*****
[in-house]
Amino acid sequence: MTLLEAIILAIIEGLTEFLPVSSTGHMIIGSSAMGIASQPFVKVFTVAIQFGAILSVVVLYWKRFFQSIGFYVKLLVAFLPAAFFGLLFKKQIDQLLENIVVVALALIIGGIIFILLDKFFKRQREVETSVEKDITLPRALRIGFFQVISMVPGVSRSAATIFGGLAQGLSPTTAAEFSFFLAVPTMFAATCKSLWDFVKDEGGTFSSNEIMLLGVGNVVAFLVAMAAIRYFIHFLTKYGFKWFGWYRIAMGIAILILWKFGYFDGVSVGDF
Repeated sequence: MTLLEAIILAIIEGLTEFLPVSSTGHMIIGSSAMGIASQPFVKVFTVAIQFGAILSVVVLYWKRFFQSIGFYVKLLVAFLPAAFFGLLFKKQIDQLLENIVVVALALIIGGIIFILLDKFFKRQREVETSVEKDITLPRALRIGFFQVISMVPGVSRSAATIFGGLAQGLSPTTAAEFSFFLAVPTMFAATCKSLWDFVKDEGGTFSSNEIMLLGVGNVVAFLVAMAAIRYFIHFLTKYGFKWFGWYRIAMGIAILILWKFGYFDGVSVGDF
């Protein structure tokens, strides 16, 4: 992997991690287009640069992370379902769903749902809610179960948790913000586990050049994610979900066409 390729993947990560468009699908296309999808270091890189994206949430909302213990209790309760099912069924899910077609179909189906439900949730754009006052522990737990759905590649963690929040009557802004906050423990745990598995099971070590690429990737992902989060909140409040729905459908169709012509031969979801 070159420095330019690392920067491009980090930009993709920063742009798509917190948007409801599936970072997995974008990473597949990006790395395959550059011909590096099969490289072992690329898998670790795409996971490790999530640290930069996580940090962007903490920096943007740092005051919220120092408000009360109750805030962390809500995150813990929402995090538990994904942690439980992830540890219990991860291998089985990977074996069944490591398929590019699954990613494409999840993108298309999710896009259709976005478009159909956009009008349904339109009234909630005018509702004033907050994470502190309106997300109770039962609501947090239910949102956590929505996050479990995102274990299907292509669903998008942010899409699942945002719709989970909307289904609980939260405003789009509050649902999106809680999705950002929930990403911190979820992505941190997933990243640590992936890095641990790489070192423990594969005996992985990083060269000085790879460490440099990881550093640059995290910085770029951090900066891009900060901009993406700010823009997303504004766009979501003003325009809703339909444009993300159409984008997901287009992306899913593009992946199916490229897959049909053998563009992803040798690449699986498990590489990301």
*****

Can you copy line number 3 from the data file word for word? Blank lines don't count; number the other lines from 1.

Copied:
Repeated sequence: MTLLEAIILAIIEGLTEFLPVSSTGHMIIGSSAMGIASQPFVKVFTVAIQFGAILSVVVLYWKRFFQSIGFYVKLLVAFLPAAFFGLLFKKQIDQLLENIVVVALALIIGGIIFILLDKFFKRQREVETSVEKDITLPRALRIGFFQVISMVPGVSRSAATIFGGLAQGLSPTTAAEFSFFLAVPTMFAATCKSLWDFVKDEGGTFSSNEIMLLGVGNVVAFLVAMAAIRYFIHFLTKYGFKWFGWYRIAMGIAILILWKFGYFDGVSVGDF